The Shenton Asset-Backed Mini-Bond: Be Careful.

By Iain Niblock | On March 20th, 2016

 

The Shenton mini-bond has recently caught our attention, offering a 9%, asset backed investment over a two-year period. The headlines seem attractive but evaluating exactly who Shenton are and how the funds will be spent is difficult to determine.

The Shenton Group is a Singaporean investment house originally giving Singaporean investors access to international real estate investments. The Shenton International Bonds Plc is a new company registered in the UK raising funds from the British public through the Shenton Asset Backed mini-bond. This is the Shenton group’s first steps into the European market.

The funds raised from the Shenton mini-bond will be used to fund real estate developments in the USA and Brazil. Any funds deployed will be secured by a charge held against the value of the development asset. There is however little regards detail about security, the ranking of the charge and the loan to value (LTV) of the lent funds. There is a list of developments in the pipeline, along with past developments but no exact details on how your funds would be lent. It is therefore impossible to properly assess the use of funds, hence the risk. In the age of transparency driven by the growing peer-to-peer lending market this may be difficult to accept for savvy UK peer-to-peer investors. Saving Stream, a UK based peer-to-peer lending platform for example offers 12% returns on UK property development investments. The developments you are investing in are listed in full and the security details are clear.

Launch Saving Stream Peer-to-Peer Lending Platform

As with all mini-bonds details on the investment can be reviewed in the Invitation Document. A worrying aspect of the Shenton Bond Invitation Document is the detail of the Shenton Group being placed on the Monetary Authority of Singapore Alert list. Although forthcoming with this fact, the fact remains that their past business activity was alerted to investors by the Singapore Central bank.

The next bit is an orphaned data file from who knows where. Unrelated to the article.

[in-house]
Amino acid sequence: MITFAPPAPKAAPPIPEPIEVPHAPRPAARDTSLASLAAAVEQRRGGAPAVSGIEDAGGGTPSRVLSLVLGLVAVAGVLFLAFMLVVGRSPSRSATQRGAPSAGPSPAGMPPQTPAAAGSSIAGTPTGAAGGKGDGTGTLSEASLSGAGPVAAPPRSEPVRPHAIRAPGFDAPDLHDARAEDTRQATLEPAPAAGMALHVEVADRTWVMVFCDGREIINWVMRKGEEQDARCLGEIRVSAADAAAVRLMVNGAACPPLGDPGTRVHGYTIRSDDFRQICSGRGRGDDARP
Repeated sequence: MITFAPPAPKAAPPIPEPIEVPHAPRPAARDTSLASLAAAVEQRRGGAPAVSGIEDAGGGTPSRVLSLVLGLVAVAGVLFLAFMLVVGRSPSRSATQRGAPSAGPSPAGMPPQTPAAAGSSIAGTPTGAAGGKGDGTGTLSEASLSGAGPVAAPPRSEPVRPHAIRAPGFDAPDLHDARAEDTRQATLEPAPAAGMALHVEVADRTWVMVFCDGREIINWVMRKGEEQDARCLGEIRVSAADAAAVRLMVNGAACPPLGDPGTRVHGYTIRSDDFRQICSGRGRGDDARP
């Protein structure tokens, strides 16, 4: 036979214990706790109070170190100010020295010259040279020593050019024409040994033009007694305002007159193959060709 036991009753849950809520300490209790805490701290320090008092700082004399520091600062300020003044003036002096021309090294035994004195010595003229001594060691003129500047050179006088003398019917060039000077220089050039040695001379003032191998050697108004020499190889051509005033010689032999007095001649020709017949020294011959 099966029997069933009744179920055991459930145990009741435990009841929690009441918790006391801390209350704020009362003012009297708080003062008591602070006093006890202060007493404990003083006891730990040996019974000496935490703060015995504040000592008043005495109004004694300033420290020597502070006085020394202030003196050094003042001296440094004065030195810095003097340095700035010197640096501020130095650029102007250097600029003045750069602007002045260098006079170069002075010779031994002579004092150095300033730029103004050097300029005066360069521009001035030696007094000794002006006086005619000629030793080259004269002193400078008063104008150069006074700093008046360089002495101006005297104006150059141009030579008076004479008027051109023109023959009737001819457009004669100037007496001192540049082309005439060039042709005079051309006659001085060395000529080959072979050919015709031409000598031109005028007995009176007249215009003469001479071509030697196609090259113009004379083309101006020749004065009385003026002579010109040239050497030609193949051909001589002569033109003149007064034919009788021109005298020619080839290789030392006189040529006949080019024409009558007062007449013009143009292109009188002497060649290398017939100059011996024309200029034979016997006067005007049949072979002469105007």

Shenton is clearly a global operation with funds being raised in the UK, managed from Singapore and spent in the USA and Brazil. To get comfortable with this investment you will need to get comfortable with Shenton managing the funds and the macroeconomics of the regions where the money is spent. The question is: do you trust the Shenton Group to manage your funds correctly and return your capital at the end of the term as expected?

What is a mini-bond?

A mini-bond is an unlisted, generally unsecured debt instrument. Simply put, an IOU made by a company in return for a fixed interest over a fixed period. Typical investment terms range from two years to five years with investors receiving their money back at the end of the investment term following regular interest payments.

Unlike listed bonds, such as retail bonds or corporate bonds, you are unable to sell your investment before the term ends. This means you are locked into your investment and cannot gain early access during the investment term.

Mini-bonds have become popular in the past five years, particularly when the company raising funds has a strong
loyal customer base. In 2014 Chilango, a burrito takeaway chain raised £2.2million from its customer base through the Crowdcube platform. Investors received 8% and even free burritos!

Are mini-bonds regulated?

Yes, they are regulated to some degree but it’s a light touch from the regulator. A company issuing a mini-bond must have appropriate permissions to receive deposits and make interest payments but the specifics about how the raised capital is used is not regulated. This presents a risk to investors as companies have greater freedom on how the funds are used.

In short, mini-bonds are one step up from an unregulated investments but one step down from a fully regulated product such as a retail bond.

How do I decide if a mini-bond is right for me?

Specific details of mini-bonds are held within the Invitation Document, which accompanies any mini-bond issue. When making an investment decision you need to review this document very carefully. Within the document, reading between all the legal and marketing spiel, you should be able to determine how the funds are being used. The Invitation Document will also explain how to apply and invest in the bond.

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